What Other Tools are in the Auditor’s Toolkit?

What Other Tools are in the Auditor’s Toolkit?

This post is the final in our series featuring information about home energy assessments, and what’s involved in the process.

While a blower door test or infrared camera are two of the more common ways an auditor can help you assess energy waste in your home, an auditor can also use other measurement techniques to provide long-term information about air leakage and energy loss in your home.

How do these technologies work, you ask?

PerFluorocarbon Tracer (PFT) measurement technique

  • The PFT technique uses different types of non-toxic gasses to determine a home’s airtightness and to find out if there are any leaks in the structure. The gas dissipates through the house and an average concentration reading determines the building tightness.
  • An auditor may want to use this test in conjunction with a blower door test to account for changes in air pressure, weather and wind speed, or any family activities that may affect the rates of air leakage over a period of time.

Furnace efficiency meters & Surface thermometers

  • A surface thermometer reads the surface temperature of anything it’s pointed at and gives auditors insight into heat retained by various surfaces in your home. This helps the auditor—and you!—understand how to heat and cool your home.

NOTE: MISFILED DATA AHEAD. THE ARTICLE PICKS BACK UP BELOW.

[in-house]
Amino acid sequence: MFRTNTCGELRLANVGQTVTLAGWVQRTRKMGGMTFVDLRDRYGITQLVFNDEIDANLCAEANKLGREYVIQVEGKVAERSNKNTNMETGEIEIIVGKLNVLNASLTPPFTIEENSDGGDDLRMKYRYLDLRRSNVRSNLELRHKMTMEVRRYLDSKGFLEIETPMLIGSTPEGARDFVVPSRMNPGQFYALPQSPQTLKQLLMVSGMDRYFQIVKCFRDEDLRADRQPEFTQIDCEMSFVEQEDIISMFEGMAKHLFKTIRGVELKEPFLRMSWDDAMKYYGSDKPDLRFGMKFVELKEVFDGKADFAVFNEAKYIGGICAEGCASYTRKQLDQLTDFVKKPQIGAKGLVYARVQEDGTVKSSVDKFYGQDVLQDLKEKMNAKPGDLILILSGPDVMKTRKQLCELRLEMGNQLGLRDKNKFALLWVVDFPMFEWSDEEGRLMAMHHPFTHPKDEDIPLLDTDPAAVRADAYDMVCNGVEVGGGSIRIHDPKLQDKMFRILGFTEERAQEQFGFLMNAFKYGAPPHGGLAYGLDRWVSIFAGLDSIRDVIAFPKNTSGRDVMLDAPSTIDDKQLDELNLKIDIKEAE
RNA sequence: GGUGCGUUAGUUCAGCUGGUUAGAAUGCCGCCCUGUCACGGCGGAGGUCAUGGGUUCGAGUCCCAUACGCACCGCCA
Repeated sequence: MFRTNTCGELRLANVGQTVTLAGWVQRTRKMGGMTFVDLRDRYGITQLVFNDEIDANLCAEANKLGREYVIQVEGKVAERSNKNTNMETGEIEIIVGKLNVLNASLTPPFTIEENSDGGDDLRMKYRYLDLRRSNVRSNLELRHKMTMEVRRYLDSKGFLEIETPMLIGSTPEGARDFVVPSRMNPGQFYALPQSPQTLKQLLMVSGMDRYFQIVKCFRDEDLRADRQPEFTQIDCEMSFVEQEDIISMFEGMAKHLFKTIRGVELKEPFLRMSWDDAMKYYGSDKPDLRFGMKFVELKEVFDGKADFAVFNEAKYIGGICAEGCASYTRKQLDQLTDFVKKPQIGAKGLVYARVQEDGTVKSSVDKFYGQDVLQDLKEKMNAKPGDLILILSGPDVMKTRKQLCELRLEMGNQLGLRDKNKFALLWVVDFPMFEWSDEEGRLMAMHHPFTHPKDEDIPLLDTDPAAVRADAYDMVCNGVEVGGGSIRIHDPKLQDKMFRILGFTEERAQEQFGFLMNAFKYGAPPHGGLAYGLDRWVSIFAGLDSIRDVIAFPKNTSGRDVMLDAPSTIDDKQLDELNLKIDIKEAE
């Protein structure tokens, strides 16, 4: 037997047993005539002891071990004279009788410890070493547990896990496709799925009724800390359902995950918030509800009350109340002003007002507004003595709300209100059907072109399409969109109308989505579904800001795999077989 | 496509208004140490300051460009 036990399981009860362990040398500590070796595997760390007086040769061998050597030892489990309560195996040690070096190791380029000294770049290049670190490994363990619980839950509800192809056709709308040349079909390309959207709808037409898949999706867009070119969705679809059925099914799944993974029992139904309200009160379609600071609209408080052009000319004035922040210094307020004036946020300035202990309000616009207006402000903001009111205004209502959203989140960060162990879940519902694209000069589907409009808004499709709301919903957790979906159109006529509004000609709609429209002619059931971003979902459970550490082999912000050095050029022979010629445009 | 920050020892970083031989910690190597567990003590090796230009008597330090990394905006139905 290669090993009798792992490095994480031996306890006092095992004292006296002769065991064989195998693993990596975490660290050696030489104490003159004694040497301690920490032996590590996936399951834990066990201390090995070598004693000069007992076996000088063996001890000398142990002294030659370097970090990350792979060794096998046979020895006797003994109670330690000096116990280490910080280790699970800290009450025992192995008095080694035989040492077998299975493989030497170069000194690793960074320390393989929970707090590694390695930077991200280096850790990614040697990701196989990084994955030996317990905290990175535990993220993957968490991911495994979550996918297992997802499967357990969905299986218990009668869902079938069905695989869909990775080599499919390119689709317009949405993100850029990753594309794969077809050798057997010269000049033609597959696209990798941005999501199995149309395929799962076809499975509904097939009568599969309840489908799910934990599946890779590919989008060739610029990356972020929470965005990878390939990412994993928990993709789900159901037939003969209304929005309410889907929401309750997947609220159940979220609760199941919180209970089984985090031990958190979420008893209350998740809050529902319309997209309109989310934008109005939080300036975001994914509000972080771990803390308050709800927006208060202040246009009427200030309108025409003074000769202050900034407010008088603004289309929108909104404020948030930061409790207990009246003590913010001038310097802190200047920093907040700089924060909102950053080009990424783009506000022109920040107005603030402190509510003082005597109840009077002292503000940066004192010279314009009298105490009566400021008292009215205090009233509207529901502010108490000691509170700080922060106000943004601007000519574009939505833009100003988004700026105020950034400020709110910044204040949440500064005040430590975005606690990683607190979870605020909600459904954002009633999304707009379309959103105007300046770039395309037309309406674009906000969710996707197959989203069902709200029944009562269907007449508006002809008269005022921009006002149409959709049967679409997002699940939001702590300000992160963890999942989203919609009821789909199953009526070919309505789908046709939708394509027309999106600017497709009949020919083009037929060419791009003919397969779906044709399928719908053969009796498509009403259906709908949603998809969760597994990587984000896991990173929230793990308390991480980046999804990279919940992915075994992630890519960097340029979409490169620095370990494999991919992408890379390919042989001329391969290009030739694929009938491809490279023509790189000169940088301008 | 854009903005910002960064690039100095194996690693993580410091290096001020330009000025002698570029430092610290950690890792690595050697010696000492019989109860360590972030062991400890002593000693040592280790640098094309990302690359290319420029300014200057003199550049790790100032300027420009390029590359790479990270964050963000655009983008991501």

• An auditor may want to use meters and thermometers to determine if your home heating & cooling systems are working properly and are effectively insulated.

After your auditor has completed his/her assessment, you will be presented with a report detailing all the ways your home wastes energy and opportunities for improvement. The report will include recommendations you can choose to implement in your home to reduce your energy use. These opportunities for improvement can range from caulking and sealing to adding insulation or duct sealing, just to name a few. Your auditor can provide suggestions on which projects you should consult a contractor and which recommendations are do-it-yourself.

To learn more about ways you can save energy around your home, visit VirginiaEnergySense.org and check out the ‘At Home’ section for tips and information to get you started reducing your utility bills today.